Exploiting the Organic Peanut Market: Design of Production Systems for the Southeast

Project Overview

Project Type: Research and Education
Funds awarded in 2005: $159,000.00
Projected End Date: 12/31/2009
Region: Southern
State: North Carolina
Principal Investigator:
Mark Boudreau
Hebert Green Agroecology, Inc.

Annual Reports


  • Agronomic: corn, cotton, peanuts, rapeseed, rye, grass (misc. perennial), hay


  • Animal Production: feed/forage
  • Crop Production: conservation tillage
  • Education and Training: technical assistance, decision support system, demonstration, display, extension, farmer to farmer, networking, on-farm/ranch research, participatory research
  • Farm Business Management: new enterprise development, risk management
  • Natural Resources/Environment: biodiversity, indicators
  • Pest Management: allelopathy, biological control, biorational pesticides, botanical pesticides, competition, compost extracts, cultural control, disease vectors, economic threshold, eradication, field monitoring/scouting, flame, genetic resistance, integrated pest management, mulches - living, mating disruption, physical control, prevention, sanitation, trap crops, traps, mulching - vegetative, weather monitoring, weed ecology
  • Production Systems: transitioning to organic, holistic management
  • Soil Management: green manures, organic matter
  • Sustainable Communities: new business opportunities


    A team of researchers and farmers in Georgia and the Carolinas conducted three years of controlled experiments and on-farm trials to develop a system for organic peanut production in the Southeast, focusing on pest management. Insects could be controlled through irrigation, with thrips requiring foliar sprays of spinosad at times. Post-establishment disease could be managed via resistance and perhaps copper sprays for leaf spot. The overwhelming limitation was weed control, which depended on rapid establishment of a dense stand, itself a formidable problem. However, through careful timing and frequent cultivation with proper equipment, 3,000 lb/a organic peanuts can be produced.

    Project objectives:

    1. Address specific problem areas of organic pest management in controlled, replicated trials. Specific techniques will be applied alone and in combination in multifactorial experiments the first year of study, and the best performing combinations evaluated over the two subsequent years. To efficiently assess controls for all pests, an Area of Concentration (AOC) will pertain to each of the three collaborating research locations reflecting the expertise at each location.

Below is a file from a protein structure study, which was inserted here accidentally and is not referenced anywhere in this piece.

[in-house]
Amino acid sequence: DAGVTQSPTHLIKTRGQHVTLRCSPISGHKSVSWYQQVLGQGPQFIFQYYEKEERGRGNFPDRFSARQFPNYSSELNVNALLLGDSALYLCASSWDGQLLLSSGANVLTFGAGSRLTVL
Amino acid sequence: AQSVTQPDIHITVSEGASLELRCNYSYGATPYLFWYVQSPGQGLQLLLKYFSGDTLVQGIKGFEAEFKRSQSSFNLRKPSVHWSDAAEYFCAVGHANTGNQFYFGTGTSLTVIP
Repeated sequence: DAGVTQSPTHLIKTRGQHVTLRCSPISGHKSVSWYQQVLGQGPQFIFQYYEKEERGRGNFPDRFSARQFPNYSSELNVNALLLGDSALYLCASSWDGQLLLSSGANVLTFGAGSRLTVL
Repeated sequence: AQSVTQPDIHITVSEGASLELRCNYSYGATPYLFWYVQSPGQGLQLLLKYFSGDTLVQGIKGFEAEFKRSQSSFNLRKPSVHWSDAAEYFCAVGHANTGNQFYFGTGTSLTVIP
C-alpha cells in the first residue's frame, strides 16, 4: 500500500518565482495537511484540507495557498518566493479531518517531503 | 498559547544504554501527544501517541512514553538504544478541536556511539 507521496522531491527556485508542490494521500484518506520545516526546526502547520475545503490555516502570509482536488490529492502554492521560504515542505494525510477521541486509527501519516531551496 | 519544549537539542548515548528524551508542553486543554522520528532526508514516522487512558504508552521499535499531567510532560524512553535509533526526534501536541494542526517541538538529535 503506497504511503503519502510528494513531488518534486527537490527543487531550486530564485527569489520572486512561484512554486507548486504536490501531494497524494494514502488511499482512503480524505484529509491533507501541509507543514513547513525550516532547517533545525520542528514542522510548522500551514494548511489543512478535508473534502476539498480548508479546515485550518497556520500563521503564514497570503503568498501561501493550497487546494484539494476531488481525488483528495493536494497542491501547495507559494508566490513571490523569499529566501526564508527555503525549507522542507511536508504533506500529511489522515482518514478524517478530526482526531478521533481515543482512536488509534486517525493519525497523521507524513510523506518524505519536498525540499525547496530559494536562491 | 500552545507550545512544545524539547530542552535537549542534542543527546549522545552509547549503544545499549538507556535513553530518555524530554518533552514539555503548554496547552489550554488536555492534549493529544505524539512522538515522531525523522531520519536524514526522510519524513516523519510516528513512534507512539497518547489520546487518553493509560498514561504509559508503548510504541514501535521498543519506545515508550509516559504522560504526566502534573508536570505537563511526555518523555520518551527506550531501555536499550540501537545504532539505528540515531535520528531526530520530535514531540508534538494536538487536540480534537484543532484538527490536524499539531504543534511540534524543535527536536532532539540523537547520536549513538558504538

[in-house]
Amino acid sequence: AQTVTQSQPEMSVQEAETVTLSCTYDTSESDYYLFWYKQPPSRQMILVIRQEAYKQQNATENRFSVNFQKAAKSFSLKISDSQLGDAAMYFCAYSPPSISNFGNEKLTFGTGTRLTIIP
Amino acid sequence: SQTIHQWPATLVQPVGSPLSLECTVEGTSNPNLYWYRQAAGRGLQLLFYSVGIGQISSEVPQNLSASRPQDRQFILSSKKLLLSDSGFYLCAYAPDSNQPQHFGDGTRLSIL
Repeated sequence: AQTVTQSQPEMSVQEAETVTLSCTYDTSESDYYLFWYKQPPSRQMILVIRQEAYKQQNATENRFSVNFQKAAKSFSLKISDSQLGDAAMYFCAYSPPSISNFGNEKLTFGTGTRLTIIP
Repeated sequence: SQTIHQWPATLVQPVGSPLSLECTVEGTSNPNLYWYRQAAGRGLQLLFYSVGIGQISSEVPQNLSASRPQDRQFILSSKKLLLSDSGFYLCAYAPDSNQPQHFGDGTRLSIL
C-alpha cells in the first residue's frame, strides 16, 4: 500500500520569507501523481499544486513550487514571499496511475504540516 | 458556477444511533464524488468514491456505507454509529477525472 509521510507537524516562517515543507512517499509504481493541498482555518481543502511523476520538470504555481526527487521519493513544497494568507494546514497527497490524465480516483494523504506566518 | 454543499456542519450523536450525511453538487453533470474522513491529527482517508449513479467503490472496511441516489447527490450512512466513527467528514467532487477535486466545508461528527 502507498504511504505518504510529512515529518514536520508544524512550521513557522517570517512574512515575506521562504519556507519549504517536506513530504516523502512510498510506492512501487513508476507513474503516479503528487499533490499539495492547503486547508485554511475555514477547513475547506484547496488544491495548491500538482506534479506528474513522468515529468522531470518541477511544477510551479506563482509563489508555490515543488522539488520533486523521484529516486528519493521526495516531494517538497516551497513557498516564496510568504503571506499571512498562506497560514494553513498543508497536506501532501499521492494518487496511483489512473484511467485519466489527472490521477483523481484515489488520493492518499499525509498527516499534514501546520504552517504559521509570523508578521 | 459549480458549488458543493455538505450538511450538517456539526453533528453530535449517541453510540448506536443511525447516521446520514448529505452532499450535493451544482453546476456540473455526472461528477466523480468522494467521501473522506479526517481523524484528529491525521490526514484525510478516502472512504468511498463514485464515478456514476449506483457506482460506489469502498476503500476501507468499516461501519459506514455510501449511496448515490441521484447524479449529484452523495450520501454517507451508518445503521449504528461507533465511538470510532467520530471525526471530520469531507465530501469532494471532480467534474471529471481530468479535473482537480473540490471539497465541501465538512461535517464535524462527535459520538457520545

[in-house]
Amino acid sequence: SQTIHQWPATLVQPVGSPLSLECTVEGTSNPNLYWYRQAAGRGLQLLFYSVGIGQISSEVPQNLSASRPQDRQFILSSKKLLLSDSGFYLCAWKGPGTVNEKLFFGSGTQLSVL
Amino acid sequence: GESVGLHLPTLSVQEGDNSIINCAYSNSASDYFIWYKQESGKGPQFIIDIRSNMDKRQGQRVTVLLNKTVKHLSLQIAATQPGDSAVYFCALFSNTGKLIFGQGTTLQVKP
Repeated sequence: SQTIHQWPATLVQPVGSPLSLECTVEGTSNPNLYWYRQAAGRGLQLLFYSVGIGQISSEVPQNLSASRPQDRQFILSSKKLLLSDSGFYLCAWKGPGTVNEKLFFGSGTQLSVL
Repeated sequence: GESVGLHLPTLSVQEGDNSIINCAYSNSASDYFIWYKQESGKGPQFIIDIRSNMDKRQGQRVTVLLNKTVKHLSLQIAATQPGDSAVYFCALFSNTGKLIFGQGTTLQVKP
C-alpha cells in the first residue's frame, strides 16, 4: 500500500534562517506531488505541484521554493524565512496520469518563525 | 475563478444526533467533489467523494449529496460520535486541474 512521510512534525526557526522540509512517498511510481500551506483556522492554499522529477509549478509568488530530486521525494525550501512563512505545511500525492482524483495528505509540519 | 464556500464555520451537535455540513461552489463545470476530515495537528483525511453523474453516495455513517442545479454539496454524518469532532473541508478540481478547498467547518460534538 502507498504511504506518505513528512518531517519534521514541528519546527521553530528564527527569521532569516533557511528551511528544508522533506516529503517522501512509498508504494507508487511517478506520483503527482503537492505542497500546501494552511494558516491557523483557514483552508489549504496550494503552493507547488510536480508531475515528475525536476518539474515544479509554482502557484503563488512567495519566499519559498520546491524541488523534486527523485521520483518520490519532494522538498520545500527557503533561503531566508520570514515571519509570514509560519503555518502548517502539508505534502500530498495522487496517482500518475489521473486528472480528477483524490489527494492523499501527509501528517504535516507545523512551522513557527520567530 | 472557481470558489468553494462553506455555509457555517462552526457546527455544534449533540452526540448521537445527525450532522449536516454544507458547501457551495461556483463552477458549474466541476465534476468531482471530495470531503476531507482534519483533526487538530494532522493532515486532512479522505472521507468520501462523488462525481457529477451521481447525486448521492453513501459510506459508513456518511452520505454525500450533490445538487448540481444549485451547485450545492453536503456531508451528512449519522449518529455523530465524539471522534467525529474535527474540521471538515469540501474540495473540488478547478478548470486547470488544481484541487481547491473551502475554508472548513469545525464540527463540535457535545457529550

2. Implement and assess rational management plans for organic peanuts on farms in the region. Experience, prior information, and results from Objective 1 (after the first year) will contribute to a management plan to include organic peanut production at a number of certified organic farms throughout the Southeast. Pests will be repeatedly monitored at each site and the efficacy of control techniques re-evaluated and updated each season.

    3. Develop a decision-making template as an aid to incorporating organic peanut production into particular farms. A computer- and paper-based tool which integrates extensive information on successful methods, and an algorithm to consider and compile them into a customized peanut management scheme, will be built, tested, and made available to growers and extension agents through a variety of entry points.

    4. Disseminate findings to growers in the southern region, Both traditional and novel outreach strategies will be used, including a publication, an internet site for Objective 3, and a traveling exhibit targeted to large gatherings of growers.

    Any opinions, findings, conclusions, or recommendations expressed in this publication are those of the author(s) and do not necessarily reflect the view of the U.S. Department of Agriculture or SARE.